Create Alternative Data for automated investing using Natural Language Processing in Python

Photo by Szabo Viktor on Unsplash


The term “alternative data” refers to non-traditional data sets that are used by investors to drive their investment strategy. Data from social media, news, company’s filling, management guidance, earning calls, satellite imagery, product reviews, weather data, web traffic are some examples of alternative data sets.

In addition to assisting investors in monitoring the health of a firm, industry, or economy, this data may also be utilized as a component of the pre-trade investment research.

Increases in processing power and the use of personal devices have led to a tremendous expansion in the amount of data that has been generated during the past ten years. As a direct result of this, a huge number of businesses known as “Alternative Data Providers” came into existence with the mission of “collecting, cleaning, analyzing, and interpreting data and providing it as a product that may inform investment decisions.”


The goal of this tutorial is to demonstrate step-by-step on how to create valuable alternative data yourself directly from the videos on YouTube in Python. By the end of this tutorial you will learn:

  • How to download videos from YouTube using pytube library in Python
  • How to connect to a Voice Transcription API. In this tutorial I will use AssemblyAI API.
  • How to analyze the results in Python.

pytube is a lightweight, open-source Python library for downloading YouTube Videos directly from the URL. You can use it in Jupyter Notebook or in any IDE or even on command line terminal. It has no third-party dependencies and extensively documented code base. To learn more about this library, check out this official website.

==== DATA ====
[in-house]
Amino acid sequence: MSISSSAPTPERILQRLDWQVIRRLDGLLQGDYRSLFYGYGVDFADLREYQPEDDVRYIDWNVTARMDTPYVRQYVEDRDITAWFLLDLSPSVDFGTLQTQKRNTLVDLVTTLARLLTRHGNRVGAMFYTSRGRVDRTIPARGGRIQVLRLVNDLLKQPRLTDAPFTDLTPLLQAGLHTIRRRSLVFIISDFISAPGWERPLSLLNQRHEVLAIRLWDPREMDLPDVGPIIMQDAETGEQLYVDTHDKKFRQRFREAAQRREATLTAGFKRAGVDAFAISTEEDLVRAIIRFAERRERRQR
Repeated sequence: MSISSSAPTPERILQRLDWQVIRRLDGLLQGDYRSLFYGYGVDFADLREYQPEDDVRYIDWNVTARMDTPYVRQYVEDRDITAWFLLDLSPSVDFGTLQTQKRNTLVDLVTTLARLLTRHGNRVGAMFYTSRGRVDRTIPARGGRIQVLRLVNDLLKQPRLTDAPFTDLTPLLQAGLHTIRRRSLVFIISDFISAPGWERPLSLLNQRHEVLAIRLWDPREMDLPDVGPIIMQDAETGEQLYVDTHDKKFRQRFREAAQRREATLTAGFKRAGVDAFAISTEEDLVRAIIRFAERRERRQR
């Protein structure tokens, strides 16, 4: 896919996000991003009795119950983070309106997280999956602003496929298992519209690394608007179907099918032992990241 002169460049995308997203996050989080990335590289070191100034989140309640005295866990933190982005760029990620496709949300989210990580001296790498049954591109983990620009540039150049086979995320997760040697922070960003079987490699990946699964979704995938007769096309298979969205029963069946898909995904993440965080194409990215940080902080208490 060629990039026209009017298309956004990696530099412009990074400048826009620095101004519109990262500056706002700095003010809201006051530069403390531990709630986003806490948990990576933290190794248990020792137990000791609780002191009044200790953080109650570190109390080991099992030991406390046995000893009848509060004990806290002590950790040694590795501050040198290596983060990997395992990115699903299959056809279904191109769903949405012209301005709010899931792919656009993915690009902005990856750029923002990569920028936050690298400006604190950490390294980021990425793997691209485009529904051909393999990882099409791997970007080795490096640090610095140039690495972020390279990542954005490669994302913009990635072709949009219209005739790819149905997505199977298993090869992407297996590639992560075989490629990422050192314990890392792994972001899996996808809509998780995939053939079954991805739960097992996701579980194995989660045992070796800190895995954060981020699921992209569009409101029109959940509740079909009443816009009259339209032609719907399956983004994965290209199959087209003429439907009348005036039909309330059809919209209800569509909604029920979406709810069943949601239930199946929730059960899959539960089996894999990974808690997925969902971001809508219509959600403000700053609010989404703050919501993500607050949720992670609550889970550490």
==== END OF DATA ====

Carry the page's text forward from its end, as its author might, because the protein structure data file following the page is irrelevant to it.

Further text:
Get Started

The first step is to head over to the AssemblyAI website and click on Get Started with the API to create a free account. No Credit Card Required! You will be asked to confirm your email address before you can use your free services.

Step 1 — Copy API Key from the AssemblyAI Dashboard

Login to your AssemblyAI Dashboard and on the right hand side you will see Your API Key. Click on that to copy to key to clipboard. We will store this key in a variable in Jupyter Notebook. If you want you can store save the key in some kind of secret store and retrieve it from the store instead of manually pasting in Notebook — but I won’t do that for this tutorial. I will keep it simple and just store it as a variable in the Notebook directly.

AssemblyAI Dashboard

First thing first is to just import some libraries that we are going to use in this Notebook and store your API key into variable API_KEY.

# importing libraries
import os
import sys
import time
import requests
from pytube import YouTube
# storing API key

Step 2 — Download Video from YouTube

We will start with downloading the video from YouTube using YouTube class from pytube library that we imported in Step 1. In the example below we are downloading Federal Reserve Chairman Jerome Powell speech at Jackson Hole on August 26 2022 which sent the market down by 3.37%.

Actually, notice that we are using the method streams.get_auto_only — this means that we are only downloading the audio of the file because that’s what we need for transcription API.

# downloading video from YouTube
video = YouTube('')
yt = video.streams.get_audio_only()
# store the path of the downloaded file